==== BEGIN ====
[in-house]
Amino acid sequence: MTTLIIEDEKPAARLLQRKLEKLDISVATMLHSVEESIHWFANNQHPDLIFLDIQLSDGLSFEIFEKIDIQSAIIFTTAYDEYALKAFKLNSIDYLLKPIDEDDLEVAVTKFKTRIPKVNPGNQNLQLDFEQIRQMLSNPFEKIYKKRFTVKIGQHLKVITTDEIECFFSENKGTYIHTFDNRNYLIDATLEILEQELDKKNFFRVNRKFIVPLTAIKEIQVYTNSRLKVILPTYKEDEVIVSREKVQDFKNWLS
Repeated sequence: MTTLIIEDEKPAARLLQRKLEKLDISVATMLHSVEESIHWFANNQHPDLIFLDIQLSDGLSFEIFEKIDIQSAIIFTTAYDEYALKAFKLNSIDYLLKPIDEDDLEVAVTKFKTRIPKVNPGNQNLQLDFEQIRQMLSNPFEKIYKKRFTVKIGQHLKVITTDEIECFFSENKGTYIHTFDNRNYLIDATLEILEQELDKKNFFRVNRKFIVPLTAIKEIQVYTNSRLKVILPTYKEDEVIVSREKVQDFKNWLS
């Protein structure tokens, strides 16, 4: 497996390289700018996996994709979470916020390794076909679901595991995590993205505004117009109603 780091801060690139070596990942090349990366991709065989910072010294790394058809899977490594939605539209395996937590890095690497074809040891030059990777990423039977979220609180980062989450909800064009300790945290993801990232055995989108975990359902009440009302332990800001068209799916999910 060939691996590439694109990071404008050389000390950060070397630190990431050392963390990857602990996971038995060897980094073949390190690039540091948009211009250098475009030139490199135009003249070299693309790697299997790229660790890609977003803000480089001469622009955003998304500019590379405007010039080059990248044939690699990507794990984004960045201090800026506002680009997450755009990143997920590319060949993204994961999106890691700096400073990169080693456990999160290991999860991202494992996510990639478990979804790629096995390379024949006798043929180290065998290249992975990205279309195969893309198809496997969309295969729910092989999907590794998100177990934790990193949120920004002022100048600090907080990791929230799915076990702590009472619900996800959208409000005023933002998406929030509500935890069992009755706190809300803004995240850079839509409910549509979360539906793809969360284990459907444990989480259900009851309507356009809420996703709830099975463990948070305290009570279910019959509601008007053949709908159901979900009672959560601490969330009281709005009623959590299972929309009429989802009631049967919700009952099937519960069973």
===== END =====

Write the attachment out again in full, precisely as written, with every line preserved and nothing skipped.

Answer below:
[in-house]
Amino acid sequence: MTTLIIEDEKPAARLLQRKLEKLDISVATMLHSVEESIHWFANNQHPDLIFLDIQLSDGLSFEIFEKIDIQSAIIFTTAYDEYALKAFKLNSIDYLLKPIDEDDLEVAVTKFKTRIPKVNPGNQNLQLDFEQIRQMLSNPFEKIYKKRFTVKIGQHLKVITTDEIECFFSENKGTYIHTFDNRNYLIDATLEILEQELDKKNFFRVNRKFIVPLTAIKEIQVYTNSRLKVILPTYKEDEVIVSREKVQDFKNWLS
Repeated sequence: MTTLIIEDEKPAARLLQRKLEKLDISVATMLHSVEESIHWFANNQHPDLIFLDIQLSDGLSFEIFEKIDIQSAIIFTTAYDEYALKAFKLNSIDYLLKPIDEDDLEVAVTKFKTRIPKVNPGNQNLQLDFEQIRQMLSNPFEKIYKKRFTVKIGQHLKVITTDEIECFFSENKGTYIHTFDNRNYLIDATLEILEQELDKKNFFRVNRKFIVPLTAIKEIQVYTNSRLKVILPTYKEDEVIVSREKVQDFKNWLS
């Protein structure tokens, strides 16, 4: 497996390289700018996996994709979470916020390794076909679901595991995590993205505004117009109603 780091801060690139070596990942090349990366991709065989910072010294790394058809899977490594939605539209395996937590890095690497074809040891030059990777990423039977979220609180980062989450909800064009300790945290993801990232055995989108975990359902009440009302332990800001068209799916999910 060939691996590439694109990071404008050389000390950060070397630190990431050392963390990857602990996971038995060897980094073949390190690039540091948009211009250098475009030139490199135009003249070299693309790697299997790229660790890609977003803000480089001469622009955003998304500019590379405007010039080059990248044939690699990507794990984004960045201090800026506002680009997450755009990143997920590319060949993204994961999106890691700096400073990169080693456990999160290991999860991202494992996510990639478990979804790629096995390379024949006798043929180290065998290249992975990205279309195969893309198809496997969309295969729910092989999907590794998100177990934790990193949120920004002022100048600090907080990791929230799915076990702590009472619900996800959208409000005023933002998406929030509500935890069992009755706190809300803004995240850079839509409910549509979360539906793809969360284990459907444990989480259900009851309507356009809420996703709830099975463990948070305290009570279910019959509601008007053949709908159901979900009672959560601490969330009281709005009623959590299972929309009429989802009631049967919700009952099937519960069973």